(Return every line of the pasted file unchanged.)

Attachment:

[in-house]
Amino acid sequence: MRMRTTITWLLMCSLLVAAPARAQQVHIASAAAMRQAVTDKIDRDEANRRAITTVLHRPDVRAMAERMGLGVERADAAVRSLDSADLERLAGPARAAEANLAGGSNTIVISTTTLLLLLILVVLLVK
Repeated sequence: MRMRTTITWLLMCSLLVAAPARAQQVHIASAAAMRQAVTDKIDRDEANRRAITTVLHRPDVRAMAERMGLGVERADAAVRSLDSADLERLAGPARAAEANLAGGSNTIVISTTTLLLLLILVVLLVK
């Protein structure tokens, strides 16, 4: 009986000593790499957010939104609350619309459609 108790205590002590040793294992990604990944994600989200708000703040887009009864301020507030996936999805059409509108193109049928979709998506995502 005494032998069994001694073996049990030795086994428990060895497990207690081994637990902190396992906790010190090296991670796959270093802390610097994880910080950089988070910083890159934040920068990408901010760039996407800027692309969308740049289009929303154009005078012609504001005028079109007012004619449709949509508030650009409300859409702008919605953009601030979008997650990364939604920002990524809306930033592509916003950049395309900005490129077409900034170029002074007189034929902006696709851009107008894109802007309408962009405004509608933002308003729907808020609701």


[in-house]
Amino acid sequence: MRMRTTITWLLMCSLLVAAPARAQQVHIASAAAMRQAVTDKIDRDEANRRAITTVLHRPDVRAMAERMGLGVERADAAVRSLDSADLERLAGPARAAEANLAGGSNTIVISTTTLLLLLILVVLLVK
Repeated sequence: MRMRTTITWLLMCSLLVAAPARAQQVHIASAAAMRQAVTDKIDRDEANRRAITTVLHRPDVRAMAERMGLGVERADAAVRSLDSADLERLAGPARAAEANLAGGSNTIVISTTTLLLLLILVVLLVK
């Protein structure tokens, strides 16, 4: 009986000593790499957010939104609350619309459609 108790205590002590040793294992990604990944994600989200708000703040887009009864301020507030996936999805059409509108193109049928979709998506995502 005494032998069994001694073996049990030795086994428990060895497990207690081994637990902190396992906790010190090296991670796959270093802390610097994880910080950089988070910083890159934040920068990408901010760039996407800027692309969308740049289009929303154009005078012609504001005028079109007012004619449709949509508030650009409300859409702008919605953009601030979008997650990364939604920002990524809306930033592509916003950049395309900005490129077409900034170029002074007189034929902006696709851009107008894109802007309408962009405004509608933002308003729907808020609701």